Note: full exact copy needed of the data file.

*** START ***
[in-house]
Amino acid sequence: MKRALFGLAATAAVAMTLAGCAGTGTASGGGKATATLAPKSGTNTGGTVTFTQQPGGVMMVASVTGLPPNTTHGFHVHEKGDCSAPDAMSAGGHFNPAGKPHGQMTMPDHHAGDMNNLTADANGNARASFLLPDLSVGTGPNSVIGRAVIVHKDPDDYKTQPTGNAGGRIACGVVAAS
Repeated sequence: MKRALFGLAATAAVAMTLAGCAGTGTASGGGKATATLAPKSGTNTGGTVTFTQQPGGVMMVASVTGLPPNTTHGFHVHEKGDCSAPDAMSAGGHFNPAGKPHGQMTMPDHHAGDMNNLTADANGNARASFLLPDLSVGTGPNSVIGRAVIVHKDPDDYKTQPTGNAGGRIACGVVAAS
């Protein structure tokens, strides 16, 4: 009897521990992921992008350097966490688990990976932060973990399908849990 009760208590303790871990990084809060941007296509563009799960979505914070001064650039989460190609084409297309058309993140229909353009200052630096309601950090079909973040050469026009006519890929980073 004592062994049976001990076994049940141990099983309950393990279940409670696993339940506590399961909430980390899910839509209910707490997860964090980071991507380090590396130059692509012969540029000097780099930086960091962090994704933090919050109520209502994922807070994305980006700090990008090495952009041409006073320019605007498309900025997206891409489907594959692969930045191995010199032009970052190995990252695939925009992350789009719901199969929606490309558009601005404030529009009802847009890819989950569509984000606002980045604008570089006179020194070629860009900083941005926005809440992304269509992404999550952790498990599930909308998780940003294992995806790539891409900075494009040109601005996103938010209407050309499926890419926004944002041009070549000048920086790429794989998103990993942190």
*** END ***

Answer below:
[in-house]
Amino acid sequence: MKRALFGLAATAAVAMTLAGCAGTGTASGGGKATATLAPKSGTNTGGTVTFTQQPGGVMMVASVTGLPPNTTHGFHVHEKGDCSAPDAMSAGGHFNPAGKPHGQMTMPDHHAGDMNNLTADANGNARASFLLPDLSVGTGPNSVIGRAVIVHKDPDDYKTQPTGNAGGRIACGVVAAS
Repeated sequence: MKRALFGLAATAAVAMTLAGCAGTGTASGGGKATATLAPKSGTNTGGTVTFTQQPGGVMMVASVTGLPPNTTHGFHVHEKGDCSAPDAMSAGGHFNPAGKPHGQMTMPDHHAGDMNNLTADANGNARASFLLPDLSVGTGPNSVIGRAVIVHKDPDDYKTQPTGNAGGRIACGVVAAS
């Protein structure tokens, strides 16, 4: 009897521990992921992008350097966490688990990976932060973990399908849990 009760208590303790871990990084809060941007296509563009799960979505914070001064650039989460190609084409297309058309993140229909353009200052630096309601950090079909973040050469026009006519890929980073 004592062994049976001990076994049940141990099983309950393990279940409670696993339940506590399961909430980390899910839509209910707490997860964090980071991507380090590396130059692509012969540029000097780099930086960091962090994704933090919050109520209502994922807070994305980006700090990008090495952009041409006073320019605007498309900025997206891409489907594959692969930045191995010199032009970052190995990252695939925009992350789009719901199969929606490309558009601005404030529009009802847009890819989950569509984000606002980045604008570089006179020194070629860009900083941005926005809440992304269509992404999550952790498990599930909308998780940003294992995806790539891409900075494009040109601005996103938010209407050309499926890419926004944002041009070549000048920086790429794989998103990993942190």